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Psychodynamic Psychopharmacology

Psychodynamic psychopharmacology is our approach to pharmacotherapy that explicitly acknowledges the central role of meaning and interpersonal factors in promoting optimal treatment response to medications. It is informed by psychodynamic theory, a strong evidence base, and our own research.

The Austen Riggs Center has been a leader in the field of psychiatry when it comes to integrating a psychodynamic approach into traditional medication management for individuals struggling with psychiatric illness.
In fact, our Director of Psychiatric Education David Mintz, MD, has authored a first-of-its-kind treatment manual entitled Psychodynamic Psychopharmacology: Caring for the Treatment-Resistant Patient. In the book, Mintz explores some of the reasons that treatment-resistance is so common in psychiatric treatment, shows how a psychodynamic perspective can be joined with the evidence base that connects meaning and medication, illuminates common dynamics that contribute to pharmacologic treatment-resistance, and offers technical recommendations for addressing pharmacologic treatment resistance.
Our research, and the research of others, suggests that psychosocial aspects of medications are often more powerful than the active ingredients of those medications. Our psychodynamic perspective emphasizes that:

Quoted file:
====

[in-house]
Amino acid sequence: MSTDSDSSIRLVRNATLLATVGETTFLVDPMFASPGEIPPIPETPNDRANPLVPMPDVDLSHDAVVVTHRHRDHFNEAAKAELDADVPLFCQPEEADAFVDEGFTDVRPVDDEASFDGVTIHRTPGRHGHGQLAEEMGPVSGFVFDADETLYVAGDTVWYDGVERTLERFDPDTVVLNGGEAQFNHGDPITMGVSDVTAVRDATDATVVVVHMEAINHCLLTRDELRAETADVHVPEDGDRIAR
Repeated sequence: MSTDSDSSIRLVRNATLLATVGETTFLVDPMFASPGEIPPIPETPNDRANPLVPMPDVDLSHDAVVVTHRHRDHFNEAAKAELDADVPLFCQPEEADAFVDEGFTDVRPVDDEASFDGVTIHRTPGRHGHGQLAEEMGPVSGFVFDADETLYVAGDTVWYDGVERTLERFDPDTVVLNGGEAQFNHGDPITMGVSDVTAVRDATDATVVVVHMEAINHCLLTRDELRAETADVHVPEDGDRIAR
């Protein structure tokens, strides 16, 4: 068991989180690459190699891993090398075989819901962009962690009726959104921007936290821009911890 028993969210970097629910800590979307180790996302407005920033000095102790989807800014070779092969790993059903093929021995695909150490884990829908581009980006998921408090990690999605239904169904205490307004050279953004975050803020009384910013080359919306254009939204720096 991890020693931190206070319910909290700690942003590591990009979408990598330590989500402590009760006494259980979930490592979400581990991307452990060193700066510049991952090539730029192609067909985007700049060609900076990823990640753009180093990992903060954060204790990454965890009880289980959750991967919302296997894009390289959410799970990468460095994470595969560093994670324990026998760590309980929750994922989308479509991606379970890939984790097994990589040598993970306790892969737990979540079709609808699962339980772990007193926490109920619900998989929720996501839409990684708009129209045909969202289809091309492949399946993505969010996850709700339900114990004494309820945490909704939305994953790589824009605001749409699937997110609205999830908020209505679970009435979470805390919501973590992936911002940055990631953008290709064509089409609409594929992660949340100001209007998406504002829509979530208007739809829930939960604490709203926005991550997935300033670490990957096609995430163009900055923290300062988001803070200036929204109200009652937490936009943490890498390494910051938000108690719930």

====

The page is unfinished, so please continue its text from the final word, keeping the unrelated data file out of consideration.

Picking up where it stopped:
• Meaning can have profound influences on the effects of any intervention, including medications
  • These meanings are often obscure and require time and attention to illuminate
  • Patients’ desires from treatment are complex and multilayered
  • The doctor-patient relationship can be a powerful tool for healing, even in pharmacotherapy
  • The doctor, as much as the patient, is vulnerable to succumbing to irrationality in the context of the patients’ distress
The evidence base that is incorporated into our psychodynamic psychopharmacology treatment model and treatment recommendations emphasizes, among other things, the role of:
  • Placebo (and "nocebo" or negative placebo) effects on treatment outcomes
  • Patients’ desires, expectations, and ambivalence about treatment outcomes
  • The power of the therapeutic alliance, including the role of active engagement of patient preferences in promoting good treatment outcomes and a recognition that patients who experience treatment as disempowering are less likely to benefit from treatment

Your Treatment Experience

While your treatment will reflect your own choices, all of our residential treatment programs start with intensive psychotherapy as the core, and include a range of complementary elements.

Admission Process

If other treatments haven’t worked, Riggs may be right for you. Unlike some other psychiatric hospitals in Massachusetts or elsewhere, our relational, patient-centered treatment approach addresses underlying issues, not just symptoms.

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